Enough Already: We Must Go Green

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BY WILLIAM J. MCLAUGHLIN – Our nation is facing serious problems ranging from rebuilding the economy to multiple wars to potential environmental catastrophes and a financial crisis, mainly in the public sector. No one appears to be addressing them as a package, yet we live with them as a package. Where is the vision? Where is the leadership? Certainly we do not lack for commentators with 24/7 news and talk shows.

The economy cannot get rebuilt without investment and there is no investment without money—private money. It also does not get rebuilt without investor confidence. The federal deficit doubled during the presidency of George W. Bush. During his eight years in office, our national debt exceeded that of the first 42 presidents combined.  During the first year of the Obama presidency, it doubled again and is now projected to skyrocket. Absolutely horrible! It is no wonder there is a Tea Party, the people are rebelling. President Obama campaigned for office as a political moderate, but once elected, he made a sharp left turn.


The last eight presidents, from Richard Nixon to Barrack Obama had many differences, but at least one thing in common. Every one of them pledged to break America’s addition to foreign oil.and they all failed. It is a disaster for our currency and our economy.

Today gasoline costs over $ 4.00 per gallon at the pump  and  speculators are already pushing it over $ 5.00, but what is the real cost? We all know the pump price does not include environmental damage, federal subsidies, cost of wars in the Middle East, etc. On 30 March 2006, the late Milton Copulos, President of the National Defense Council Federation showed in Senate hearings that the real cost to us was $ 26.07 per gallon, assuming $ 60. per barrel and $ 20. per ton of carbon. Today oil is pushing $ 120 per barrel and Goldman Sachs predicts $ 200, per barrel.

At $ 120 per barrel, the real cost of gasoline is $ 39.42 per gallon, which includes a $ 21.70 reduction in investment capital. In reality, every $100 billion in oil imports costs us 2.7 million jobs. The Tea Party has not noticed because most of their political candidates are feeding at the trough of oil company lobbyists. (So much for political integrity and ethics).

How do we end this addiction to foreign oil? We now import over 62% of our oil, much from countries that hate us. Clearly, we are funding both sides in the war on terror. There are only two paths: developing more domestic sources of energy and developing alternative sources of energy. Both paths must be traveled. We need an effort to improve our energy strategy on par with the effort to travel to the Moon in the 1960’s. It just takes leadership.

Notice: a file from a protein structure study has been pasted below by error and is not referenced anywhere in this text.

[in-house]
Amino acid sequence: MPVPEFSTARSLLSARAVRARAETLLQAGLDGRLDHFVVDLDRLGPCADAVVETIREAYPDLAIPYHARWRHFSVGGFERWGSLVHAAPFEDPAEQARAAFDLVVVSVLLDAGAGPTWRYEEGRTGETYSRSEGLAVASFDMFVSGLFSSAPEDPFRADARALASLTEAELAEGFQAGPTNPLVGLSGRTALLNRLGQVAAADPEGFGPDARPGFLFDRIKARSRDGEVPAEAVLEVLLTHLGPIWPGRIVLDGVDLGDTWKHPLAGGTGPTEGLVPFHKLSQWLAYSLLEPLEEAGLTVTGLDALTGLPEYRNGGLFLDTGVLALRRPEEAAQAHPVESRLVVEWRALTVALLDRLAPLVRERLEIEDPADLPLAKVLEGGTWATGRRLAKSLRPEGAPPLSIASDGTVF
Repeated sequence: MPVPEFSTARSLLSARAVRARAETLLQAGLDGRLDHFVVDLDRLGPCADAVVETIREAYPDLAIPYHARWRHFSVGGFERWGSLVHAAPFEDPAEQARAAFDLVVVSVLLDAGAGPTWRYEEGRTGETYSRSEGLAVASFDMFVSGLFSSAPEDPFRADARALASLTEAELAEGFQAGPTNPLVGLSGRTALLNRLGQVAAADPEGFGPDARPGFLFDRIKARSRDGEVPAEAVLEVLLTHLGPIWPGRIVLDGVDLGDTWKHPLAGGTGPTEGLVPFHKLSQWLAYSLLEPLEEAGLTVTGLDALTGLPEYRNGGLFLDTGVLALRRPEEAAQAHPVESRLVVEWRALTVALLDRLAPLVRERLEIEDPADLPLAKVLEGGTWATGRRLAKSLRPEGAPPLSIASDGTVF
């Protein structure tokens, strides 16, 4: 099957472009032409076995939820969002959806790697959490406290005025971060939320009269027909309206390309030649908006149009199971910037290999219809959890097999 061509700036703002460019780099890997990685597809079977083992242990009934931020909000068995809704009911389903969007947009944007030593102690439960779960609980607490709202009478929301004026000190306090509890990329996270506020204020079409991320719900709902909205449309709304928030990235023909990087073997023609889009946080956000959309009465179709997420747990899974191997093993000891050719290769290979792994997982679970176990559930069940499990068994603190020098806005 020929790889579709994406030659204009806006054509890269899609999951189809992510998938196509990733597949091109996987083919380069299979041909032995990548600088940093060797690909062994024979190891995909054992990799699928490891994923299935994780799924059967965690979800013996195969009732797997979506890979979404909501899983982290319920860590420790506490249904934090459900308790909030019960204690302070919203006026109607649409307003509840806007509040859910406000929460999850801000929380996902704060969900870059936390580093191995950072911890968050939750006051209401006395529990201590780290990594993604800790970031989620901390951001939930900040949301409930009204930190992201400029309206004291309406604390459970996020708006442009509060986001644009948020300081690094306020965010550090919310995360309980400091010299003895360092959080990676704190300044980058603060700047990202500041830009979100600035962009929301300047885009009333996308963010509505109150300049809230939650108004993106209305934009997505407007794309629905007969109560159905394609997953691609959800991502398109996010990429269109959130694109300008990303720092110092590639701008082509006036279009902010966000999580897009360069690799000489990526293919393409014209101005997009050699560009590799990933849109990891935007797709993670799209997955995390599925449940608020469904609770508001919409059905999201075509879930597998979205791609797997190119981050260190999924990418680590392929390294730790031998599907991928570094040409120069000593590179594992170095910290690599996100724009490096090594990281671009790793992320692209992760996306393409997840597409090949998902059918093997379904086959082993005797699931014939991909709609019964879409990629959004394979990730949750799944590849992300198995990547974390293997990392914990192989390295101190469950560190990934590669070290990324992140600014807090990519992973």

Today, approximately 18% of the energy in the United States comes from non fossil fuel sources. California has committed to reach 33% by 2020  Our cheapest and most abundant source of energy is coal. If we are to continue to use it in large quantities, we must find a way to capture and reuse the consequential carbon dioxide resulting from its burning. Technical problems have technical, not political, solutions.

The U.S. Department of Energy is currently studying over a dozen approaches to solving this problem. Our oil addiction’s severity will be reduced with better designed and insulated buildings, improved automobile and truck designs (including hybrid and electric cars), and acceptance of the facts about Climate Change.Those who pretend that there is no consequential damage caused by releasing millions of tons of greenhouse gases into the atmosphere daily are lying to themselves as well as the public.

We must go Green. Our very civilization depends on it.  The debate over Climate Change and its causes is over scientifically.  Debate only exists among those who deny science. To the degree that the Republican Party in the United States has beat the drum of the anti science nuts, they should be condemned. They are taking advantage of those who received deficient educations in under funded schools. It reminds one of the campaigns by the tobacco industry in past decades trying to convince us that smoking was good for your kids.

Going Green leads to millions of new jobs. Germany has the strongest economy in Europe today. They credit the conversion to a Green Economy as the basis for their economic expansion. Germany currently has 14% of its electricity generated by renewable sources and expects that number to grow to 50% by 2050, without any nuclear. We can do it too. We need jobs. So far California has created 500,000 jobs in the Green sector.

Canada has created a similar number. As we go forward, alternative energy sources will get less and less expensive, while we create millions of nonexprtable jobs.. Wind farms already generate electricity at the same cost as coal fired power plants.

Will some subsidies be needed? Yes, for a while. Perhaps these can be paid for by reducing existing subsidies for non-renewable resources! We continue to subsidize the oil industry to the tune of $ 4.5 billion  annually despite their enormous profits. The Defense Department basically funded the start of the computer industry, which has since paid dividends many fold and employed millions.Over the past year or two, the Navy and Marine Corps have made hugh strides in shifting to green strategies—because it makes economic sense and reduces vulnerable logistics lines..